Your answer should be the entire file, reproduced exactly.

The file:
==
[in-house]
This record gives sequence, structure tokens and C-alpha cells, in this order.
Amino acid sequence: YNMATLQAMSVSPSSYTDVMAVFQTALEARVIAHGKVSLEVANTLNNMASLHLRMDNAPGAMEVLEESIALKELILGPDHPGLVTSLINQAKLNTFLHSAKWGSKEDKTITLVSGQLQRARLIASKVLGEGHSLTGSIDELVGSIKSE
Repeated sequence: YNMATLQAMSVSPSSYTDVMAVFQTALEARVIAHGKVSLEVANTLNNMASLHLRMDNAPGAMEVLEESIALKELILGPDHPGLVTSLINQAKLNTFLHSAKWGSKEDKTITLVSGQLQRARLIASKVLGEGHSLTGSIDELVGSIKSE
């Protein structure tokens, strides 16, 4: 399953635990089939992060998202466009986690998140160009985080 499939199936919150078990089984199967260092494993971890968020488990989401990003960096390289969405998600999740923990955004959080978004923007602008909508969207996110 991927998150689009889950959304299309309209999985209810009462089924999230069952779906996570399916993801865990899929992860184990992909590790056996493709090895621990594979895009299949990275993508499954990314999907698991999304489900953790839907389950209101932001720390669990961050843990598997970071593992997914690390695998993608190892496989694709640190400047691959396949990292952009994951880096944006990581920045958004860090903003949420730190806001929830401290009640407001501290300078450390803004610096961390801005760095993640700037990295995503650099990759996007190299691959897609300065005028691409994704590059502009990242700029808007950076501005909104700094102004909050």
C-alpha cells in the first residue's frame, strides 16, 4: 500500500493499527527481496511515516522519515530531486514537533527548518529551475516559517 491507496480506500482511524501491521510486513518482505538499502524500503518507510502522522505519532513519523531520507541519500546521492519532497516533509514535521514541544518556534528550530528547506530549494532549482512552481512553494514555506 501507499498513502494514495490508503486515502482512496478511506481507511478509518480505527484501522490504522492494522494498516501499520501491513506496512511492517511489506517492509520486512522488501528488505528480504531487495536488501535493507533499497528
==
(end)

[in-house]
This record gives sequence, structure tokens and C-alpha cells, in this order.
Amino acid sequence: YNMATLQAMSVSPSSYTDVMAVFQTALEARVIAHGKVSLEVANTLNNMASLHLRMDNAPGAMEVLEESIALKELILGPDHPGLVTSLINQAKLNTFLHSAKWGSKEDKTITLVSGQLQRARLIASKVLGEGHSLTGSIDELVGSIKSE
Repeated sequence: YNMATLQAMSVSPSSYTDVMAVFQTALEARVIAHGKVSLEVANTLNNMASLHLRMDNAPGAMEVLEESIALKELILGPDHPGLVTSLINQAKLNTFLHSAKWGSKEDKTITLVSGQLQRARLIASKVLGEGHSLTGSIDELVGSIKSE
């Protein structure tokens, strides 16, 4: 399953635990089939992060998202466009986690998140160009985080 499939199936919150078990089984199967260092494993971890968020488990989401990003960096390289969405998600999740923990955004959080978004923007602008909508969207996110 991927998150689009889950959304299309309209999985209810009462089924999230069952779906996570399916993801865990899929992860184990992909590790056996493709090895621990594979895009299949990275993508499954990314999907698991999304489900953790839907389950209101932001720390669990961050843990598997970071593992997914690390695998993608190892496989694709640190400047691959396949990292952009994951880096944006990581920045958004860090903003949420730190806001929830401290009640407001501290300078450390803004610096961390801005760095993640700037990295995503650099990759996007190299691959897609300065005028691409994704590059502009990242700029808007950076501005909104700094102004909050």
C-alpha cells in the first residue's frame, strides 16, 4: 500500500493499527527481496511515516522519515530531486514537533527548518529551475516559517 491507496480506500482511524501491521510486513518482505538499502524500503518507510502522522505519532513519523531520507541519500546521492519532497516533509514535521514541544518556534528550530528547506530549494532549482512552481512553494514555506 501507499498513502494514495490508503486515502482512496478511506481507511478509518480505527484501522490504522492494522494498516501499520501491513506496512511492517511489506517492509520486512522488501528488505528480504531487495536488501535493507533499497528